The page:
I have been tinkering trying to perfect the sea kayak towrope system for some time now.
Some commercial offerings are badly designed and some are too expensive (for what they are) or not available locally.
Therefore I designed and manufactured my own one.
I have addressed all possible scenarios/situations.
It is a on-deck style towing system.
I know that some would view that as wrong but I am not the only one using that style (actually there are a lot of instructors using the on-deck ones).
For more details on a DIY towing system: http://gnarlydognews.blogspot.com/2009/07/diy-towrope-system-for-sea-kayak.html
I have been tinkering trying to perfect the sea kayak towrope system for some time now.
Great work as per usual
Yet another well researched and executed item. Kudos to you.
I have had an on deck system for years. It is fantastic. However, most USA folks do NOT subscribe to them and have MAJOR negative ideas about their necessity and strengths. You may find a negative response here to it in general.
I think that many kayakers do not paddle on the ocean or great lakes and thus have only short tows or have never towed someone longer than 30 minutes.
They may not realize that the potential danger to one's back, kidneys, and exhaustion if significant. Also, many kayakers have tons of gear on the rear deck making such a system not a great idea as well.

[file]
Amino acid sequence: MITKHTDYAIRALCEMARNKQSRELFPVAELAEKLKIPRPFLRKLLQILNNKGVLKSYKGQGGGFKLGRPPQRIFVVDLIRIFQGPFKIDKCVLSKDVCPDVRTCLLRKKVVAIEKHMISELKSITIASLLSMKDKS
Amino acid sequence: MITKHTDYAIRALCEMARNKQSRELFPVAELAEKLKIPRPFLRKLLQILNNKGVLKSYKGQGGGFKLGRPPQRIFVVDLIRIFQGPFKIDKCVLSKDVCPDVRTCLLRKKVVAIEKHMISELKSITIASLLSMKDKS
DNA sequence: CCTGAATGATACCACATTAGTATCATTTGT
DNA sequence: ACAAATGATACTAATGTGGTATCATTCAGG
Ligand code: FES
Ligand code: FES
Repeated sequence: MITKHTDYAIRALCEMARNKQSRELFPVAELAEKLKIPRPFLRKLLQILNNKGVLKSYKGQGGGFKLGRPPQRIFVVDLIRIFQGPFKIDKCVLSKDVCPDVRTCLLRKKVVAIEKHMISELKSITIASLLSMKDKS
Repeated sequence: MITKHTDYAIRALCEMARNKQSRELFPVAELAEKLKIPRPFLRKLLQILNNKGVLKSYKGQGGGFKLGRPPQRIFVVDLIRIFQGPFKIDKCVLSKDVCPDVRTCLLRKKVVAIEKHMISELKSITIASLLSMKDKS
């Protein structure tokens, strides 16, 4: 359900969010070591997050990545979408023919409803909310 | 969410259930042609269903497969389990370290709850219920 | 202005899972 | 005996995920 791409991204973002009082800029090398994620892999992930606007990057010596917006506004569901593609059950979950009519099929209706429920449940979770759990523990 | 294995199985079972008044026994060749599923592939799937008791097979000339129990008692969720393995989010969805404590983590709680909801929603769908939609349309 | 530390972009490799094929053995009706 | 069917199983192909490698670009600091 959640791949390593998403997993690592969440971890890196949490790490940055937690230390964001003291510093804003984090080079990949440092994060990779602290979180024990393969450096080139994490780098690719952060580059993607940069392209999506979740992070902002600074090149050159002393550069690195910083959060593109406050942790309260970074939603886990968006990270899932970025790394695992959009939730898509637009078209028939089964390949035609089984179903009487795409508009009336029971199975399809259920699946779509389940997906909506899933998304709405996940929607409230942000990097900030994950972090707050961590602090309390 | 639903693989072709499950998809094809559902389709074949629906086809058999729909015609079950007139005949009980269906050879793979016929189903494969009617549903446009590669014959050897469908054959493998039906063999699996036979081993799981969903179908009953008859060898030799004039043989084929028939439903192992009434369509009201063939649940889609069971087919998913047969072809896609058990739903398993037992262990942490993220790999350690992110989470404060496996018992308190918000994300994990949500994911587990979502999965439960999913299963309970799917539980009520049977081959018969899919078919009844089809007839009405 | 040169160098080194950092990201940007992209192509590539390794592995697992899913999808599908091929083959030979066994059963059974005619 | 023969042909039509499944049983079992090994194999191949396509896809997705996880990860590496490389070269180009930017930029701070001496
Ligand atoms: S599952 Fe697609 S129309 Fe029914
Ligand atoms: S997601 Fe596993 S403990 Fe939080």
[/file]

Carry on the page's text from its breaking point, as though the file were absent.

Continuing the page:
The quick release buckle is something I use on my deck system AND on the front deck short tow line that I also use for holding two boats together for a quick tow and for assisted recoveries of a heavy or injured paddler. It is a major safety feature.
Thanks for posting.
A few small questions
The float at the end of the system is potentially troublesome in a few scenarios.
When towing two boats, one injured party and another assisting them to stay upright, getting the lines through the first boat and onto the second boat, and then off again in rough heaving seas can be very very difficult.
I have found either placing the float 3-5 feet from the end better or simply not having the float on that end of the line is better.
If you only tow system, you might use a "paddle caribiner", i.e., one that is large enough to clip onto a paddle shaft. I could not tell if the one shown will do this.
If using Dyneema line. You might consider adding a short length of something that is shock absorbing. Even though not attached to your body, sudden loads to the line might jar you or the other boat into a capsize situation.